In an interview on February 19 with the Handelsblatt newspaper, Steinmeier had the audacity to publicly criticize the United States over its missile defense project, from which Germany arguably stands to gain much more in terms of security than even America itself. In an assertion that Steinmeier himself knows is a lie, he accused Washington of not including Moscow in discussions of a proposed missile defense project in Poland and the Czech Republic. Because the proposed missile defense bases would be stationed “close to Russia, they should have been included in discussions earlier,” Steinmeier said. “Given the strategic nature of such a project, I would advocate proceeding carefully with intensive dialogue with all partners involved, whether directly or indirectly,” Steinmeier added.
But that was not all. Although American strategic planners have often stated that missile defenses in Central Europe are designed to protect its European allies from missile threats emanating from the Middle East, Steinmeier went on to dismiss any potential threat posed by Iranian rockets, saying Tehran did not possess the technology to make such an attack. Moreover, he also spoke out against any immediate new sanctions against Iran over its nuclear policies. “The most recent resolution of the UN Security Council does not contain any automatic mechanism for the situation where Iran does not fulfill its obligations,” Steinmeier said.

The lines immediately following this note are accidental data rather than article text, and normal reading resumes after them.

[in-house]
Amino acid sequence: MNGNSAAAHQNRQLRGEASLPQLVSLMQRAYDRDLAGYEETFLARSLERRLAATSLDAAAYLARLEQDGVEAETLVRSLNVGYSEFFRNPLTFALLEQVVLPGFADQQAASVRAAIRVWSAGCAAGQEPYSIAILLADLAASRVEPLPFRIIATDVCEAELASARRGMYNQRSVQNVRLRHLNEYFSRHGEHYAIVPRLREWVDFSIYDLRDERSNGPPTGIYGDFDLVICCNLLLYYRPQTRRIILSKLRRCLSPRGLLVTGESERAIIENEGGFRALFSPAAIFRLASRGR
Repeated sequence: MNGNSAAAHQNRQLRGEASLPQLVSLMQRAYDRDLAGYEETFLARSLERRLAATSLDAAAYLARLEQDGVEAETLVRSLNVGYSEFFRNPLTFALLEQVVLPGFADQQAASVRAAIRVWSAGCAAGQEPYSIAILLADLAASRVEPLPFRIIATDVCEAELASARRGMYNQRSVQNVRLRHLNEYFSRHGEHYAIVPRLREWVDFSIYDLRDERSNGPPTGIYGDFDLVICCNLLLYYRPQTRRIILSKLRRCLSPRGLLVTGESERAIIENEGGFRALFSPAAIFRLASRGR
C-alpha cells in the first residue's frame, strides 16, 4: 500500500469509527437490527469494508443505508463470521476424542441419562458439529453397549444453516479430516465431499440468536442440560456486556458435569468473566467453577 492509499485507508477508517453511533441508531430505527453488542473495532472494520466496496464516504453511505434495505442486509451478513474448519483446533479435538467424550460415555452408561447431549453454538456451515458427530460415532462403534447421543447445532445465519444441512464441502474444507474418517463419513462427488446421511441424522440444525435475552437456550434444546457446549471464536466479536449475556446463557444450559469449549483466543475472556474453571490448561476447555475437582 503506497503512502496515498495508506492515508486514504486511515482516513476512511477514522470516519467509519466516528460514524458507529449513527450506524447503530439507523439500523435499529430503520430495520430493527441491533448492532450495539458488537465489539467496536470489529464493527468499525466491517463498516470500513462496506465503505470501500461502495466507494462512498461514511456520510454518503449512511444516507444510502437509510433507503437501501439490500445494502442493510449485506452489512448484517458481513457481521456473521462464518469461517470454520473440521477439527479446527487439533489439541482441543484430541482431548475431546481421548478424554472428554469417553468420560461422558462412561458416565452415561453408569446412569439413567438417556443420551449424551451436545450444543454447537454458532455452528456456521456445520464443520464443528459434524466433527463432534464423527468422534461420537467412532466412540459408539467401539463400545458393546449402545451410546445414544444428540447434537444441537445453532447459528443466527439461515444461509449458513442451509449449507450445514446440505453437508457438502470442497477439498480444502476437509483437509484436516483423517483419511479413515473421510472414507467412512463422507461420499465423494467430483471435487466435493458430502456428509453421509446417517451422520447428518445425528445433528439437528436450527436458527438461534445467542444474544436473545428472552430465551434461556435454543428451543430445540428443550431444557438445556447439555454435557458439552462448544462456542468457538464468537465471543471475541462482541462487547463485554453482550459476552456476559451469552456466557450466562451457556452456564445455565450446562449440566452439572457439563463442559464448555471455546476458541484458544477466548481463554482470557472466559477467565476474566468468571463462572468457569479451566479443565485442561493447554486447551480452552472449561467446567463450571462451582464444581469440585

On the face of it, Steinmeier’s comments seem incredible, even laughable, were they not so serious. Is Germany’s vacillation in the face of Russian pressure another example of what European elites claim is their more “sophisticated” approach to international diplomacy? If so, European citizens should expect a distinctly less optimistic future than the one being promised by their leaders.
Europeans Still Need American Leadership